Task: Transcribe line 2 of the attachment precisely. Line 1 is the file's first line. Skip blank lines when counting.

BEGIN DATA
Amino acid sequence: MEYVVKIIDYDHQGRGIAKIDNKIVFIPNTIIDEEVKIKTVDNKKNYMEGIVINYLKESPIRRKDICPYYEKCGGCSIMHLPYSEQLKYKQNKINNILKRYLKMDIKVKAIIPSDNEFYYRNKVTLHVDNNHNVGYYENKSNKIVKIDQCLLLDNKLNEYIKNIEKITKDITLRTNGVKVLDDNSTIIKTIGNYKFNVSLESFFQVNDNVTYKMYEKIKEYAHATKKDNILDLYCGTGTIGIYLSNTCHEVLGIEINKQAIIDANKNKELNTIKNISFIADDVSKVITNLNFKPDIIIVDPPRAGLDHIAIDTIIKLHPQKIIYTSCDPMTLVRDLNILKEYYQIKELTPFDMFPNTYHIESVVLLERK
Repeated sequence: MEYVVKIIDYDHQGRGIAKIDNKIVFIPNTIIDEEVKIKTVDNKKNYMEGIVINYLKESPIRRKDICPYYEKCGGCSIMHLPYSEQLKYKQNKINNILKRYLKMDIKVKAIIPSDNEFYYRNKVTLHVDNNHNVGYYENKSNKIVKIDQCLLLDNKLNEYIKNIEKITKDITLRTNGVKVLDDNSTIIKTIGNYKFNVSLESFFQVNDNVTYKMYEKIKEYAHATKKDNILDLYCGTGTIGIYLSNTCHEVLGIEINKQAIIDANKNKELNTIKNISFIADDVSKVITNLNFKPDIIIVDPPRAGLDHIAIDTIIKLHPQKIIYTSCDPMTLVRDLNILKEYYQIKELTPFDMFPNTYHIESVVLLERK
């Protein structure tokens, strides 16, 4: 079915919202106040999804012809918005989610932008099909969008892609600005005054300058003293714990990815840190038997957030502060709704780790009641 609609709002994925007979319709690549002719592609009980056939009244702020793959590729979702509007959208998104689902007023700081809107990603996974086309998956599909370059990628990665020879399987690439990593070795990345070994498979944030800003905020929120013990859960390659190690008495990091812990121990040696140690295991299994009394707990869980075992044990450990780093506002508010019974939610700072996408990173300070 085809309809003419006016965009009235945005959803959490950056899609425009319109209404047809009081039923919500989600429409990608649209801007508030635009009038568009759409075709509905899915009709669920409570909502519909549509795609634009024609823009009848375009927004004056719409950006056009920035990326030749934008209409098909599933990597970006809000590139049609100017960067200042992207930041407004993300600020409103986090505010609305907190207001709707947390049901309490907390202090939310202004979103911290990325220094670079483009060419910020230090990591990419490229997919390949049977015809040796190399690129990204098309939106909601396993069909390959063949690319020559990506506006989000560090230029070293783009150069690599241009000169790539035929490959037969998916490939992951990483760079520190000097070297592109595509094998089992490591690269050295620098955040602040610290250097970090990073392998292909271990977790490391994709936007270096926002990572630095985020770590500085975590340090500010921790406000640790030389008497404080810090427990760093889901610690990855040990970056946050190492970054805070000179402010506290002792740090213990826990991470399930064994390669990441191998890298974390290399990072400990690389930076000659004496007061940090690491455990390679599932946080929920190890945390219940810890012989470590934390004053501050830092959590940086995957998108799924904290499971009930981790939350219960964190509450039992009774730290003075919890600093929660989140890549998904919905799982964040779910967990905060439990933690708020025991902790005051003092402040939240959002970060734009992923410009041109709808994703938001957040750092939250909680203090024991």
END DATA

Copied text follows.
Repeated sequence: MEYVVKIIDYDHQGRGIAKIDNKIVFIPNTIIDEEVKIKTVDNKKNYMEGIVINYLKESPIRRKDICPYYEKCGGCSIMHLPYSEQLKYKQNKINNILKRYLKMDIKVKAIIPSDNEFYYRNKVTLHVDNNHNVGYYENKSNKIVKIDQCLLLDNKLNEYIKNIEKITKDITLRTNGVKVLDDNSTIIKTIGNYKFNVSLESFFQVNDNVTYKMYEKIKEYAHATKKDNILDLYCGTGTIGIYLSNTCHEVLGIEINKQAIIDANKNKELNTIKNISFIADDVSKVITNLNFKPDIIIVDPPRAGLDHIAIDTIIKLHPQKIIYTSCDPMTLVRDLNILKEYYQIKELTPFDMFPNTYHIESVVLLERK